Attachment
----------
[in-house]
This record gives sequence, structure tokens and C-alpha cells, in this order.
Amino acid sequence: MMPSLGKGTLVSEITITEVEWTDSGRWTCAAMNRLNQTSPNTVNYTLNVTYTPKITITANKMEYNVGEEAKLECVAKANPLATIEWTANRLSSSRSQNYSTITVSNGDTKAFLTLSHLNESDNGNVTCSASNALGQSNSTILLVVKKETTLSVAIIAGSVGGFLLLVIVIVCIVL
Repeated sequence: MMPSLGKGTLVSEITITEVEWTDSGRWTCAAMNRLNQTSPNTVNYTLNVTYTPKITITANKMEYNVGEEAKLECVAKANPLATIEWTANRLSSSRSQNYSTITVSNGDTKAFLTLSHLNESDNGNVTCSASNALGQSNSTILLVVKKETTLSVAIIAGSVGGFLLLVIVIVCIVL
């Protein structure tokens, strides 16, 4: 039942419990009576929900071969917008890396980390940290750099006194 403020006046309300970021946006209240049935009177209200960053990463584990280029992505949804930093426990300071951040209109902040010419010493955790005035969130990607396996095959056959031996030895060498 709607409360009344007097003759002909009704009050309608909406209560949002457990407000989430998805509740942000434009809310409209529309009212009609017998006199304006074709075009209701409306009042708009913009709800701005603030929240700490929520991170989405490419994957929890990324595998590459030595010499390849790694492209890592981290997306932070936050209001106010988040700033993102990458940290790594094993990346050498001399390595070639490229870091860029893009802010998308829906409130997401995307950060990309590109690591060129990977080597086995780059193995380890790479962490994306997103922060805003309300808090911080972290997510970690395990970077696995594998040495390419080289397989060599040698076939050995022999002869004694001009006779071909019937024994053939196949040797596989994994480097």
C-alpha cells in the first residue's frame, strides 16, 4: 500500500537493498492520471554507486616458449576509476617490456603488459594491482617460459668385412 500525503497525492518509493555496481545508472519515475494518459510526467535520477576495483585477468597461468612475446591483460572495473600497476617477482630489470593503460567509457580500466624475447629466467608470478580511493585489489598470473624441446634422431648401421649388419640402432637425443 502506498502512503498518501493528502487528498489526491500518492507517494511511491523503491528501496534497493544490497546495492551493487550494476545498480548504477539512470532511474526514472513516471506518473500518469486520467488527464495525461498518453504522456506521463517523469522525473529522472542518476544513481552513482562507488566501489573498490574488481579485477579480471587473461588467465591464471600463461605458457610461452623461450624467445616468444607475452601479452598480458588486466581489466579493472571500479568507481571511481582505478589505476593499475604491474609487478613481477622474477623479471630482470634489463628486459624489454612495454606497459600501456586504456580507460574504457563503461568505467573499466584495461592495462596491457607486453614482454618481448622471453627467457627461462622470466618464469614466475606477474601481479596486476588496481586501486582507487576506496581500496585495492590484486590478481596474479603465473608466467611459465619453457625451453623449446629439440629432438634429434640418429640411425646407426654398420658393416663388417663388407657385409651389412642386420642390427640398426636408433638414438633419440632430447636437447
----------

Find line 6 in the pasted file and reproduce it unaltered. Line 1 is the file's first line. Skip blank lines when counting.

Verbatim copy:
C-alpha cells in the first residue's frame, strides 16, 4: 500500500537493498492520471554507486616458449576509476617490456603488459594491482617460459668385412 500525503497525492518509493555496481545508472519515475494518459510526467535520477576495483585477468597461468612475446591483460572495473600497476617477482630489470593503460567509457580500466624475447629466467608470478580511493585489489598470473624441446634422431648401421649388419640402432637425443 502506498502512503498518501493528502487528498489526491500518492507517494511511491523503491528501496534497493544490497546495492551493487550494476545498480548504477539512470532511474526514472513516471506518473500518469486520467488527464495525461498518453504522456506521463517523469522525473529522472542518476544513481552513482562507488566501489573498490574488481579485477579480471587473461588467465591464471600463461605458457610461452623461450624467445616468444607475452601479452598480458588486466581489466579493472571500479568507481571511481582505478589505476593499475604491474609487478613481477622474477623479471630482470634489463628486459624489454612495454606497459600501456586504456580507460574504457563503461568505467573499466584495461592495462596491457607486453614482454618481448622471453627467457627461462622470466618464469614466475606477474601481479596486476588496481586501486582507487576506496581500496585495492590484486590478481596474479603465473608466467611459465619453457625451453623449446629439440629432438634429434640418429640411425646407426654398420658393416663388417663388407657385409651389412642386420642390427640398426636408433638414438633419440632430447636437447